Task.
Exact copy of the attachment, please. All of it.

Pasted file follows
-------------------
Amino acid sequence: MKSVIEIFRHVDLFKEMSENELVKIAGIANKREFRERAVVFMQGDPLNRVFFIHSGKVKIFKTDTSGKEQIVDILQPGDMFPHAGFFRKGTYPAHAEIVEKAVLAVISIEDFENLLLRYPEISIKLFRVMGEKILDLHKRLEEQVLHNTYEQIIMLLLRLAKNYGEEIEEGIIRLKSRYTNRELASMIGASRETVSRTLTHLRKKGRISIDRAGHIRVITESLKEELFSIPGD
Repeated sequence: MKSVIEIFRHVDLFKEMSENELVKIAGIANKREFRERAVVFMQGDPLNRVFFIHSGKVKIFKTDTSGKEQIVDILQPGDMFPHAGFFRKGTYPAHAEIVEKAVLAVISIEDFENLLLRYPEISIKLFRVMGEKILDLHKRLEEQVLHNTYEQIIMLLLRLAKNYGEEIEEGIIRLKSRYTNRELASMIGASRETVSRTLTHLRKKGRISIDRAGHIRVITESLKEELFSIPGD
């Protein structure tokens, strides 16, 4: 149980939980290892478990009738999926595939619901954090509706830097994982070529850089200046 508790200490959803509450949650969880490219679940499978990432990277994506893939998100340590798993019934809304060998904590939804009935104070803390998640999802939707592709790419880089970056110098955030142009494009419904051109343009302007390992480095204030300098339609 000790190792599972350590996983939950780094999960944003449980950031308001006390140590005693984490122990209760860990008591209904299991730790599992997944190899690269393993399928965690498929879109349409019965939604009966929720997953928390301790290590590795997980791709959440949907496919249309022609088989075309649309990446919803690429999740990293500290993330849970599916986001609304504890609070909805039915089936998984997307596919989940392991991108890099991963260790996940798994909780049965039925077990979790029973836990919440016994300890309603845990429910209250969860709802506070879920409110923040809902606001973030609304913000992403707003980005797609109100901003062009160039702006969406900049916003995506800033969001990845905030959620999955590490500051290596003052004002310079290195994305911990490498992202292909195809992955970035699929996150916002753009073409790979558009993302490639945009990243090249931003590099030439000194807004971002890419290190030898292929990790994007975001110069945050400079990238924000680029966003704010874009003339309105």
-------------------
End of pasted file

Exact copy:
Amino acid sequence: MKSVIEIFRHVDLFKEMSENELVKIAGIANKREFRERAVVFMQGDPLNRVFFIHSGKVKIFKTDTSGKEQIVDILQPGDMFPHAGFFRKGTYPAHAEIVEKAVLAVISIEDFENLLLRYPEISIKLFRVMGEKILDLHKRLEEQVLHNTYEQIIMLLLRLAKNYGEEIEEGIIRLKSRYTNRELASMIGASRETVSRTLTHLRKKGRISIDRAGHIRVITESLKEELFSIPGD
Repeated sequence: MKSVIEIFRHVDLFKEMSENELVKIAGIANKREFRERAVVFMQGDPLNRVFFIHSGKVKIFKTDTSGKEQIVDILQPGDMFPHAGFFRKGTYPAHAEIVEKAVLAVISIEDFENLLLRYPEISIKLFRVMGEKILDLHKRLEEQVLHNTYEQIIMLLLRLAKNYGEEIEEGIIRLKSRYTNRELASMIGASRETVSRTLTHLRKKGRISIDRAGHIRVITESLKEELFSIPGD
């Protein structure tokens, strides 16, 4: 149980939980290892478990009738999926595939619901954090509706830097994982070529850089200046 508790200490959803509450949650969880490219679940499978990432990277994506893939998100340590798993019934809304060998904590939804009935104070803390998640999802939707592709790419880089970056110098955030142009494009419904051109343009302007390992480095204030300098339609 000790190792599972350590996983939950780094999960944003449980950031308001006390140590005693984490122990209760860990008591209904299991730790599992997944190899690269393993399928965690498929879109349409019965939604009966929720997953928390301790290590590795997980791709959440949907496919249309022609088989075309649309990446919803690429999740990293500290993330849970599916986001609304504890609070909805039915089936998984997307596919989940392991991108890099991963260790996940798994909780049965039925077990979790029973836990919440016994300890309603845990429910209250969860709802506070879920409110923040809902606001973030609304913000992403707003980005797609109100901003062009160039702006969406900049916003995506800033969001990845905030959620999955590490500051290596003052004002310079290195994305911990490498992202292909195809992955970035699929996150916002753009073409790979558009993302490639945009990243090249931003590099030439000194807004971002890419290190030898292929990790994007975001110069945050400079990238924000680029966003704010874009003339309105």